I lived overseas for a quarter of a century and to come home to such a mess where no one is held accountable or prosecuted is making the country look like a very bad joke internationally. McWilliams the economist, is the only one able to read the situation. Why ever let the country get to a stage where it will default eventually? And it will or we’ll have to accept excruciating medicine from our new masters the IMF and ECB. Your old masters like Bertie and his entourage have vanished with their fat pensions! The bondholders took the risk initially just like the guy who bought the highly inflated house as a rental investment. The latter will get screwed but courtesy of Lenihan the foreign bondholders can’t believe their luck with the guarantee. Smart Irish, bull…..! The Icelanders showed who was smart. They will not default on foreign debt because their banks and their bondholders were let go to the wall and their new banks are merrily lending again.

    The Europeans cajoled Paddy to save their own banks under the disguise of protecting the euro. They’ve just shifted the debt perception and all it’s problems from the reckless European banks to borrowers who hadn’t an idea what they were doing.

    The second richest country on earth was used I think by Coughlan / Hannafin in the Dail when cities like Galway didn’t have drinking water in the summer of ’07. Every home was worth a million and 4 wheelers and beamers were the order of the day, yet we hadn’t built the infrastructure to support any of this. Extravagant salaries for public officials and professionals while the country at its best was never more than between a semi-developed economy and a developed economy.

    Final word guys, you all have reaped what you deserve and you all need to wake up regarding politics and the nonsense about what went on in 1921 which the pollies know how to exploit. Is anyone reading this as well remunerated as the latter group? Bear in mind at all times, they are there to work for us and look after our interests and where there is a smell of corruption or incompetency, boot them out at the first opportunity. Politically grew up! No wonder the State is in the catastrophic mess it’s in. Just look at yourself in the mirror to know who the culprits are and where the blame truly lies.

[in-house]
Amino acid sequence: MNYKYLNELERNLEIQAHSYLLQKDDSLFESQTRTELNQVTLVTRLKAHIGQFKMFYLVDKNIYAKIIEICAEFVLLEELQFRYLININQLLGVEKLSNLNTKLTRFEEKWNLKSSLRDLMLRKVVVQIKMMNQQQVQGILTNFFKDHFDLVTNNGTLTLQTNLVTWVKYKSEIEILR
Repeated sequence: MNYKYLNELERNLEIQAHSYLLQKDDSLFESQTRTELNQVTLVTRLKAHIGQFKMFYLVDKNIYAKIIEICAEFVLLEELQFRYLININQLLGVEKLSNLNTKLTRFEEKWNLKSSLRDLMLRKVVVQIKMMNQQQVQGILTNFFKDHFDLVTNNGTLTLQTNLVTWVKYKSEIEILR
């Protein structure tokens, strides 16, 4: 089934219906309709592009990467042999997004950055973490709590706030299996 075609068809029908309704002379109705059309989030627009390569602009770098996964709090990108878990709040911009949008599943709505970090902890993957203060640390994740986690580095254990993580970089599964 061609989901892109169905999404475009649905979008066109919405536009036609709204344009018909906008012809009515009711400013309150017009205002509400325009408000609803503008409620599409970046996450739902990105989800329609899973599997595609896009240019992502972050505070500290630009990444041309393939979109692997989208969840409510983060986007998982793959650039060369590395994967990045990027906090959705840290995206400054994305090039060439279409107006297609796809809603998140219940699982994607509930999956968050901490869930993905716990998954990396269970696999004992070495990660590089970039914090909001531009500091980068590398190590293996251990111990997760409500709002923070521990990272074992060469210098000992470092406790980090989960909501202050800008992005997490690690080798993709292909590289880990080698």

The final bill for the taxpayer will be a lot harder to quantify than to put a mere number on it. €70 billion?

    How can one ever quantify the loss of not working and being able to support yourself or your family. Impossible to quantify all the social costs from family breakdowns, stress and ill health, forgone educational opportunities to list but a few. One thing for certain, the final bill so that bondholders can forever dwell in lofty places will be carried over to the next generation.

  12. alison at 8:55 pm

    I think its outrageous.it appears the govt is more of the old.At the behest of europe.Well according to all the well known economists it is only a matter of time till default. we are being hit with massive increases on interest hikes ,paying a usc charge to bail out these banks and dragged to court when there is a default on same taxpayers behalf.And the govt is still obsessing over banks and remaining very very quiet on adressing these taxpayers issues.Well its like all quiet before the storm because I believe the peoples revolt is only a matter of time away

  13. Edward at 8:08 pm

    I do not think that the Banks should have been bailed out in the first instance.
    Bankers made millions out of the ‘Tiger’. Are they being asked to return their bonuses paid on their very shaky lending criteria? Of course not. Those that have paid their share and whose ‘boats didnt float over the top on the rising tide’ are left to shoulder the burden. Plus ca change!

  14. Lilian at 7:38 pm

    What taxpayer?
    All the young economically active people are leaving.

  15. bill roche at 7:27 pm

    grow up it has to be done

  16. Ian C at 6:44 pm

    If only this was an April Fools joke..

  17. Joe at 6:40 pm

    are you jokeing the bailout will be nearer to 90 billion for the banks only and a total public debt of 180 billion by 2013. cheaper to set up a new bank with the 24 billion plus a AAA rating for it from the credit rating agencies.

  18. MORGAN SHAUNESSY at 6:21 pm